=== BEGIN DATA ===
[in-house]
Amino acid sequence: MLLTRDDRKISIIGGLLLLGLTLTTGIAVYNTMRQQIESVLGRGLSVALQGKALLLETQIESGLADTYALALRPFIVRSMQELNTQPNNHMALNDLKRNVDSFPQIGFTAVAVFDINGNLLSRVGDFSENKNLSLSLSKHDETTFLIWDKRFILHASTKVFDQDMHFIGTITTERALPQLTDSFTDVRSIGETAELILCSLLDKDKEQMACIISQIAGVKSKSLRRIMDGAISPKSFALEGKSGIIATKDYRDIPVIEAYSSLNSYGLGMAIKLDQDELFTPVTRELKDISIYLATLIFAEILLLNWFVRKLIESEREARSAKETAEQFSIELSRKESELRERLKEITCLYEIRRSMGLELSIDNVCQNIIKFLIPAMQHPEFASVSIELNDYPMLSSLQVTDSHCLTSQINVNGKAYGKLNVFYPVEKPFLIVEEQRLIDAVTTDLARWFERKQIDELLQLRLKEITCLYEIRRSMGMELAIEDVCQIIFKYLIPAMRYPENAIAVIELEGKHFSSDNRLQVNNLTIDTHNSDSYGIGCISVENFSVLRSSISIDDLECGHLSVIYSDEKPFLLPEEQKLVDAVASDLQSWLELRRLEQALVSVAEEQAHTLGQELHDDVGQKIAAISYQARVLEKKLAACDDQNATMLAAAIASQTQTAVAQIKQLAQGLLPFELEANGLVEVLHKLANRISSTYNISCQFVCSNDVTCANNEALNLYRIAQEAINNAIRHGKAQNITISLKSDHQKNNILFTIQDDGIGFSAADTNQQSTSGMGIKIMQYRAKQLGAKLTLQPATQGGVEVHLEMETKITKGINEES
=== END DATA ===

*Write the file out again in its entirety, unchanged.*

[in-house]
Amino acid sequence: MLLTRDDRKISIIGGLLLLGLTLTTGIAVYNTMRQQIESVLGRGLSVALQGKALLLETQIESGLADTYALALRPFIVRSMQELNTQPNNHMALNDLKRNVDSFPQIGFTAVAVFDINGNLLSRVGDFSENKNLSLSLSKHDETTFLIWDKRFILHASTKVFDQDMHFIGTITTERALPQLTDSFTDVRSIGETAELILCSLLDKDKEQMACIISQIAGVKSKSLRRIMDGAISPKSFALEGKSGIIATKDYRDIPVIEAYSSLNSYGLGMAIKLDQDELFTPVTRELKDISIYLATLIFAEILLLNWFVRKLIESEREARSAKETAEQFSIELSRKESELRERLKEITCLYEIRRSMGLELSIDNVCQNIIKFLIPAMQHPEFASVSIELNDYPMLSSLQVTDSHCLTSQINVNGKAYGKLNVFYPVEKPFLIVEEQRLIDAVTTDLARWFERKQIDELLQLRLKEITCLYEIRRSMGMELAIEDVCQIIFKYLIPAMRYPENAIAVIELEGKHFSSDNRLQVNNLTIDTHNSDSYGIGCISVENFSVLRSSISIDDLECGHLSVIYSDEKPFLLPEEQKLVDAVASDLQSWLELRRLEQALVSVAEEQAHTLGQELHDDVGQKIAAISYQARVLEKKLAACDDQNATMLAAAIASQTQTAVAQIKQLAQGLLPFELEANGLVEVLHKLANRISSTYNISCQFVCSNDVTCANNEALNLYRIAQEAINNAIRHGKAQNITISLKSDHQKNNILFTIQDDGIGFSAADTNQQSTSGMGIKIMQYRAKQLGAKLTLQPATQGGVEVHLEMETKITKGINEES